Legionnaires' Disease: Today and in 1976

Oct 6, 2011 | Anna Tomasulo | Outbreak News

 

Yesterday, Oct. 5 2011, the Maryland Department of Health and Mental Hygiene reported three guests at an Ocean City, Md. hotel were hospitalized and diagnosed with Legionnaires’ disease. It has not been confirmed that the infection occurred at the hotel; tests are ongoing and the hotel has voluntarily closed. 

Legionnaires’ disease is caused by Legionella bacteria. The bacteria got this name because it was discovered in 1976, in American Legionnaires who had attended a convention in a Philadelphia hotel and later reported a mysterious illness.  

Legionella bacteria are transmitted by inhalation of warm, stagnant water that has been aerosolized. This mode of transmission means that the bacteria are more prominent in developed or industrial areas such as near cooling towers, or in hotels, cruise ships and spas. The risk of infection is generally low, as specific criteria need to be met (warm, stagnant and aerosolized water) for the bacteria to be transmitted. Legionnaires’ cannot be transmitted person to person. Those that are at a higher risk for infection are elderly and immunocompromised travelers. 

Symptoms of Legionnaires’ disease are similar to those of pneumonia, and include respiratory problems, cough and high fever. These symptoms may begin anywhere from two to 14 days after exposure to the bacteria. There is no preventive measure against Legionnaires’ disease, but there is antibiotic treatment for the infection.

In 1976, six of the 14 men that first came down with this mysterious illness (later named Legionnaires’) died and, as New York Times stated in a piece marking the anniversary of the discovery of the bacteria, “Americans were primed for the threat of an epidemic.” News of infection in other American Legionnaires and convention attendees spread; the final case count reached 221.  Thirty-four people died. While Centers for Disease Control and Prevention (CDC) epidemiologists investigated the disease, searching for the cause, the public lost faith in health officials.

It wasn’t until months later that an answer was provided. Dr. Joseph McDade discovered that the bacterium causing the illness was actually one that was responsible for illnesses over the past few years. Previous scientists and doctors who had isolated the bactierium believed that it was onlyaffecting animals, not humans, and so it was not linked to the then current outbreak. Today, approximately 18,000 of the hospital admissions each year are related to Legionnaires’ disease. The CDC states that many cases go unreported, perhaps due to the similarities to influenza and pneumonia.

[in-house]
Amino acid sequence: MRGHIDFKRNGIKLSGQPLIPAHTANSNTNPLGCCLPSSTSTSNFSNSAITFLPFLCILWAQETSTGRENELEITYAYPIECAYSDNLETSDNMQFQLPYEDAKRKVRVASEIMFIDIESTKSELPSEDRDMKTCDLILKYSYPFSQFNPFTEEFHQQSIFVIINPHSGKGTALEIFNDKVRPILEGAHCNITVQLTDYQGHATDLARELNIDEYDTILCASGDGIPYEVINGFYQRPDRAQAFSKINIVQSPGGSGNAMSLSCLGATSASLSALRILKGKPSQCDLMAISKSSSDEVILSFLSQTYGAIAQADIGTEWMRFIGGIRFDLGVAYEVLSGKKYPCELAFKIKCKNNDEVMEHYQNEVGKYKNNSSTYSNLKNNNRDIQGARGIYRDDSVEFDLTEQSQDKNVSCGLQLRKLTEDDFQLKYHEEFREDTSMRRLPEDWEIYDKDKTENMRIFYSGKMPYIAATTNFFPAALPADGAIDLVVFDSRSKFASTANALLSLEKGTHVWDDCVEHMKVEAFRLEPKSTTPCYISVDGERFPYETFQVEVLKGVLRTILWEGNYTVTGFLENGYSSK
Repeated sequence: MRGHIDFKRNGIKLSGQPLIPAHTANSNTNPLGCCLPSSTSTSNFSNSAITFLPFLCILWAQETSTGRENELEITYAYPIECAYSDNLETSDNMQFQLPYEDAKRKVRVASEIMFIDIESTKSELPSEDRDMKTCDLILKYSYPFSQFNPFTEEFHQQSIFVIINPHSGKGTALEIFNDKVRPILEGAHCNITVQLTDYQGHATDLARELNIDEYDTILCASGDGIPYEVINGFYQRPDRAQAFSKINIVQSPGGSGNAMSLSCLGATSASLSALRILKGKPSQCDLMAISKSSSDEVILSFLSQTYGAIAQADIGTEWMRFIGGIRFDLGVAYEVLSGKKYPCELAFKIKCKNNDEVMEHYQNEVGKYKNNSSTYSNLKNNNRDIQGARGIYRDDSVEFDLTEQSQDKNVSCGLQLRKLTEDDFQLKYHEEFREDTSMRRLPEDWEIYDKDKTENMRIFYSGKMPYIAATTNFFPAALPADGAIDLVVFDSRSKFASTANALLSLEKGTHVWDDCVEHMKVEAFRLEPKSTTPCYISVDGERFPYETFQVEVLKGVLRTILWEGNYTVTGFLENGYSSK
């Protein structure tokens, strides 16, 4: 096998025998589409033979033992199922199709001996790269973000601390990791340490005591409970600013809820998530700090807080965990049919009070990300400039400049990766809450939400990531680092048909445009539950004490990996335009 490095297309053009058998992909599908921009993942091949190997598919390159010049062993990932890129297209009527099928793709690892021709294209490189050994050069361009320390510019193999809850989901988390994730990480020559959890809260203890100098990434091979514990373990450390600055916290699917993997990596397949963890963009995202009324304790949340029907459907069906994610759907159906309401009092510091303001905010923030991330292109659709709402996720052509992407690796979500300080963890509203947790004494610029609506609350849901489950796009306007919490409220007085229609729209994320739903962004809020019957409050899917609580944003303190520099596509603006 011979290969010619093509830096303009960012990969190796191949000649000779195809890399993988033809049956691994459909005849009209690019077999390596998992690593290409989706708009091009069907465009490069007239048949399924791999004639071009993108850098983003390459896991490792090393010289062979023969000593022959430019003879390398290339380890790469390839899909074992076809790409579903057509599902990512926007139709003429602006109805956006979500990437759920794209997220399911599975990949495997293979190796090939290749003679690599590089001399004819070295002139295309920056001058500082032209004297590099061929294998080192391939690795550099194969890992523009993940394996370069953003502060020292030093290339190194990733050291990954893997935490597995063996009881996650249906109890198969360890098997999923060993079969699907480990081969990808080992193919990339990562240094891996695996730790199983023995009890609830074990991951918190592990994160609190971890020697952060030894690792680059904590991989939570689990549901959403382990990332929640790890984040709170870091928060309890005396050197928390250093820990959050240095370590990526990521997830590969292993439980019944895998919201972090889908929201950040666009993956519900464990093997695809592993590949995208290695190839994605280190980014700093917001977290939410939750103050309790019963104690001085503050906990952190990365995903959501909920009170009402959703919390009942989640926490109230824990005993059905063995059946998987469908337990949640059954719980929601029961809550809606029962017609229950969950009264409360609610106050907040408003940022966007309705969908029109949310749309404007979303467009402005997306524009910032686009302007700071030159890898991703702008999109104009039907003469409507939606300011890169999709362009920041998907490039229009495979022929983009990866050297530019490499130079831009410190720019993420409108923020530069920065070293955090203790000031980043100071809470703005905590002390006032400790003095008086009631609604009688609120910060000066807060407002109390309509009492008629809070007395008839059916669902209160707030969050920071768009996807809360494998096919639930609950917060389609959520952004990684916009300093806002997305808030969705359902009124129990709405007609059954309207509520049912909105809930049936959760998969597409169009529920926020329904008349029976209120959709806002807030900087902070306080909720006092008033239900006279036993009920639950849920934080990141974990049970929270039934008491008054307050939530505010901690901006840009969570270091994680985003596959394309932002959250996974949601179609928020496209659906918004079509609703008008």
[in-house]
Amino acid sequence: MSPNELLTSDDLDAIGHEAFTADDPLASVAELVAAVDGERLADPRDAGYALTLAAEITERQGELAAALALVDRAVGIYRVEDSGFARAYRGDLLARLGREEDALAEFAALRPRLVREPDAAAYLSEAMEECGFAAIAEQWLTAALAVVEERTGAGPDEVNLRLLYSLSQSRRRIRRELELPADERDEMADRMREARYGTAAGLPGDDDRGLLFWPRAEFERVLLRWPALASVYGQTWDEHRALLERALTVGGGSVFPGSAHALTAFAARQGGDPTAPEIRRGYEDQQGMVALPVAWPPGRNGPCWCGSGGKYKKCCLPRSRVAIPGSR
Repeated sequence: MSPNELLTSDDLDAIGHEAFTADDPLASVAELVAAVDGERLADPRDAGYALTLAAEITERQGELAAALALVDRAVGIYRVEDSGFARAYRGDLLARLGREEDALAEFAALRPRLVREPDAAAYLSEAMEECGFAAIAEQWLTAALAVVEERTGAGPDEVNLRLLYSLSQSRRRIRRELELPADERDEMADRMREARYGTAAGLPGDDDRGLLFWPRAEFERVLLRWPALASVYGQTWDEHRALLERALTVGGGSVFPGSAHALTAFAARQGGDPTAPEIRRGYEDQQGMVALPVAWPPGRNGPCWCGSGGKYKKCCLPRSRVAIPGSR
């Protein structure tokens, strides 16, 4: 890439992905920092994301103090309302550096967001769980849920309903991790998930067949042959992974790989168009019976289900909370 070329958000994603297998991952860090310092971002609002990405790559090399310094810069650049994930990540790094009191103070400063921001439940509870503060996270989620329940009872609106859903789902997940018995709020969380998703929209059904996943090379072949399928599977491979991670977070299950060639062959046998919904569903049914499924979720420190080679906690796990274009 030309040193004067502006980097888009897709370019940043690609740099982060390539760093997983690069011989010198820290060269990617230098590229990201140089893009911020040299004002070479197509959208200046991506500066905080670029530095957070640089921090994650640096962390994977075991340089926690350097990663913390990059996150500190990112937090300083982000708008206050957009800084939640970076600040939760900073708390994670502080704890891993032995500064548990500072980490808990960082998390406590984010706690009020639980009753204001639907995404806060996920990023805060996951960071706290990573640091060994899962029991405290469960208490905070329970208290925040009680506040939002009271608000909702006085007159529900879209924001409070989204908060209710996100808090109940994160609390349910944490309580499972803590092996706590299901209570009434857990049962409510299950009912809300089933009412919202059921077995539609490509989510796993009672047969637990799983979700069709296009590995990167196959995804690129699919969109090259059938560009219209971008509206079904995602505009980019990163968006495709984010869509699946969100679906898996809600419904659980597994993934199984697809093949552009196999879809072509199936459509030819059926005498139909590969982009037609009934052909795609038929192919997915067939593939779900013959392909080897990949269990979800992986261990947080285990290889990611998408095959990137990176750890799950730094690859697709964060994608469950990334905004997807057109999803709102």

In his New York Times piece, Dr. Lawrence K. Altman emphasizes that the 1976 Legionnaires’ outbreak underlines the importance of communication, not only from the public to the health officials during the onset of illness, but between those engaging in clinical research and those doing the public health investigation:

“Seamless teamwork between epidemiologists and laboratory scientists can be a potent weapon in solving disease outbreaks caused by known and unknown agents” he writes.  

According to Altman, part of the reason that it took so long to discover the source of this illness was the lack of communication between the public health officials who interviewed those that were sick, and the clinicians investigating biologic specimens. Critics complained that more information was coming from the media than from the official health sources. 

Today, we are able to diagnose Legionnaires’ disease by performing a urinary antigen assay. Further, due to improved technology, information systems and social media, the path of communication between the public, the health officials and the clinicians is much clearer. Taking advantage of this may help us stay one step ahead of microbes. 

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